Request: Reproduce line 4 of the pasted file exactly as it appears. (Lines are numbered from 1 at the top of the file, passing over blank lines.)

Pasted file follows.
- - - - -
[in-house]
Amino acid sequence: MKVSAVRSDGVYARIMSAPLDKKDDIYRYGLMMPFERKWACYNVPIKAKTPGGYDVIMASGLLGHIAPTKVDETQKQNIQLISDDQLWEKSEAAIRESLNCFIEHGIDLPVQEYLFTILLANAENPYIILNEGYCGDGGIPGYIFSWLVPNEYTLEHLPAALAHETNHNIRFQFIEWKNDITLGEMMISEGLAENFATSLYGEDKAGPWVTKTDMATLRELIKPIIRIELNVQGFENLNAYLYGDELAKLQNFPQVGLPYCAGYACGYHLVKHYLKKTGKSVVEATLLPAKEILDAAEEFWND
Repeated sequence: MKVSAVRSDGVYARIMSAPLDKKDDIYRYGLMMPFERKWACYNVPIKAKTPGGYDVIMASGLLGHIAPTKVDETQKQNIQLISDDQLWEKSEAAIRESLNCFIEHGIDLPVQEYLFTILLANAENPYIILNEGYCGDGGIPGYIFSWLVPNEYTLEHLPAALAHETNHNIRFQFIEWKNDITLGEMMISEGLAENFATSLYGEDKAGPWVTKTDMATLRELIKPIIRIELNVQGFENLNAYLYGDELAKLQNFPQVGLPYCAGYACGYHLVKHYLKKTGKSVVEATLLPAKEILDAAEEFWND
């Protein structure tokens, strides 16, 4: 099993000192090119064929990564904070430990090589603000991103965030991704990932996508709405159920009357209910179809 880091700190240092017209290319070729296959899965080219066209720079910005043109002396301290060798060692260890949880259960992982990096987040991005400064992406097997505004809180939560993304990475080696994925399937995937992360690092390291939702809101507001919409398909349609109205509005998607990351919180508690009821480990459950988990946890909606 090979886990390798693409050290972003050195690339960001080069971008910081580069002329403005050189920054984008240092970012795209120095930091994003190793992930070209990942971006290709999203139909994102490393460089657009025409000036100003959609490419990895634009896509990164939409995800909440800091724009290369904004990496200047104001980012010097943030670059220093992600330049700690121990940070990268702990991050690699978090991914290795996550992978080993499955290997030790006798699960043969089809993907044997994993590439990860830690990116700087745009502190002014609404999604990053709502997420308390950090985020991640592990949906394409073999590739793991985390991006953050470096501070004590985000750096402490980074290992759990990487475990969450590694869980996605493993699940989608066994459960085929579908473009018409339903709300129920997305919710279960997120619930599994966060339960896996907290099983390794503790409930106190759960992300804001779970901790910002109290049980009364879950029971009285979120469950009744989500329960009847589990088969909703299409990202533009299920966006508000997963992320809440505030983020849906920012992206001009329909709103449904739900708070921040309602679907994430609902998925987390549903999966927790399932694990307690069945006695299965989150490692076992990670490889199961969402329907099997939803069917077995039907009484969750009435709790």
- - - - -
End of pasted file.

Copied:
């Protein structure tokens, strides 16, 4: 099993000192090119064929990564904070430990090589603000991103965030991704990932996508709405159920009357209910179809 880091700190240092017209290319070729296959899965080219066209720079910005043109002396301290060798060692260890949880259960992982990096987040991005400064992406097997505004809180939560993304990475080696994925399937995937992360690092390291939702809101507001919409398909349609109205509005998607990351919180508690009821480990459950988990946890909606 090979886990390798693409050290972003050195690339960001080069971008910081580069002329403005050189920054984008240092970012795209120095930091994003190793992930070209990942971006290709999203139909994102490393460089657009025409000036100003959609490419990895634009896509990164939409995800909440800091724009290369904004990496200047104001980012010097943030670059220093992600330049700690121990940070990268702990991050690699978090991914290795996550992978080993499955290997030790006798699960043969089809993907044997994993590439990860830690990116700087745009502190002014609404999604990053709502997420308390950090985020991640592990949906394409073999590739793991985390991006953050470096501070004590985000750096402490980074290992759990990487475990969450590694869980996605493993699940989608066994459960085929579908473009018409339903709300129920997305919710279960997120619930599994966060339960896996907290099983390794503790409930106190759960992300804001779970901790910002109290049980009364879950029971009285979120469950009744989500329960009847589990088969909703299409990202533009299920966006508000997963992320809440505030983020849906920012992206001009329909709103449904739900708070921040309602679907994430609902998925987390549903999966927790399932694990307690069945006695299965989150490692076992990670490889199961969402329907099997939803069917077995039907009484969750009435709790």